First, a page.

3. Timing.

Find a string of consecutive days that are dedicated to the event. This will help reduce distractions and keep focus on the improvements. Also, confirm beforehand with each team member that the event is not interfering too much with their other duties. You’ll get the most in return if each person is 100% engaged and not worried about other things.


4. Lay out the plan.

There should be a designated leader of the event. This person is responsible for driving all team meetings. For us, 3 meetings per day during the event is the minimum.

The leader should clearly explain what Kaizen is, why the people who are there were invited, and train the team about the expectations. “Training materials tailored to the experience level of the team is a must” Reberg states.

Also, prepare a schedule for each day. Ours looks something like this:

Morning meeting: 8:00 – 9:00

Work out on floor: 9:00 – 12:00

Lunch: 12:00 – 12:45

Afternoon meeting (and brainstorming): 12:45 – 2:00

Work out on floor: 2:00-4:00

Meeting: 4:00-4:30


5. Draw visuals and include things that are easy to see.

We draw a Spaghetti Diagram that traces the current path of the worker(s) during assembly. This provides a bird’s eye view of their movements and makes it easier to diagnose where parts and components can be moved to decrease time in between steps.

After the event, you can re-draw the Spaghetti Diagram to visualize the number of steps (time) that have been saved.

During daily meetings, the leader can write in marker on large easel paper important details. This information can be hung on the wall for easy viewing.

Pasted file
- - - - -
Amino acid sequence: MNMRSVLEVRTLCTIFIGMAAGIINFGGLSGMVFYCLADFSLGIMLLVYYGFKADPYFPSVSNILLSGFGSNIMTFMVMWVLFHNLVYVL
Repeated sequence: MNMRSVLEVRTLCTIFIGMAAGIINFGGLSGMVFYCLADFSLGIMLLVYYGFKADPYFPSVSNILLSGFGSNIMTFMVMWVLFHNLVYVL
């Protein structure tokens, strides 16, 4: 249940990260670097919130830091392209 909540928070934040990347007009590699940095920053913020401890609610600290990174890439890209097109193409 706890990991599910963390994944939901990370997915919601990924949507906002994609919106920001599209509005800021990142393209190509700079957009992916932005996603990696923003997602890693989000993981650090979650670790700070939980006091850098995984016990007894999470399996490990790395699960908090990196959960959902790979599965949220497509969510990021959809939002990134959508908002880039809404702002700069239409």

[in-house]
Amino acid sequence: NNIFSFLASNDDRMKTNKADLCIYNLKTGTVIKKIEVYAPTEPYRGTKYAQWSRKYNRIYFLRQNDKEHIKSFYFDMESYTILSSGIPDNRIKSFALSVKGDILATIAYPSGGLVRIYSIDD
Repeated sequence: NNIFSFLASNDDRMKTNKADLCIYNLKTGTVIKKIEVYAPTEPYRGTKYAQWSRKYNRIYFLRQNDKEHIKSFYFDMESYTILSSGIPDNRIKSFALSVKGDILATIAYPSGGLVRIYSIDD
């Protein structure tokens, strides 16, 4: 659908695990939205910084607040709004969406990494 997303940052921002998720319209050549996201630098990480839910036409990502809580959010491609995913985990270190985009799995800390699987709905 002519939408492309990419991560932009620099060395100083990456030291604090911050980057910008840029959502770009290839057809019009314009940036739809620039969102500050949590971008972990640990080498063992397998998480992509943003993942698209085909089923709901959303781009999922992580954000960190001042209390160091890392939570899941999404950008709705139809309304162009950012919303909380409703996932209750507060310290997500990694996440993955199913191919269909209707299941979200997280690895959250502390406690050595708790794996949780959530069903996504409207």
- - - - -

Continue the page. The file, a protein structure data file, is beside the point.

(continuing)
6. Standardize Improvements

If you are able to eliminate waste and find new processes to improve efficiency, make the changes you made the standard. Retrain the employees that work in the process and get the new steps in writing as the new normal.

Reberg explains, “Creating visual management tools, one-piece flow manufacturing, workstation organization, high quality yields and standard work ensure that day-to-day manufacturing operations are much more predictable.”


7. Have Fun!

Reberg concludes, “Kaizen is an excellent tool to solicit employee engagement. They experience the satisfaction of seeing their ideas were heard and are being put to use. This is a big boost to employee morale.”


Other things to keep in mind:

  • If your intentions don’t include reducing labor, make sure employees know beforehand that the goal of a Kaizen event is not to lay anybody off, but rather eliminate process waste and/or redirect resources to other areas of the project or company that need help. The goal is to make people’s jobs easier, not get rid of them.
  • On the final day of the Kaizen event, invite employees to a PowerPoint presentation that walk them through the 4 days, and share your results! Positive news is always good to share, and improvements are encouraging while reinforcing the “continuous improvement” mindset company-wide.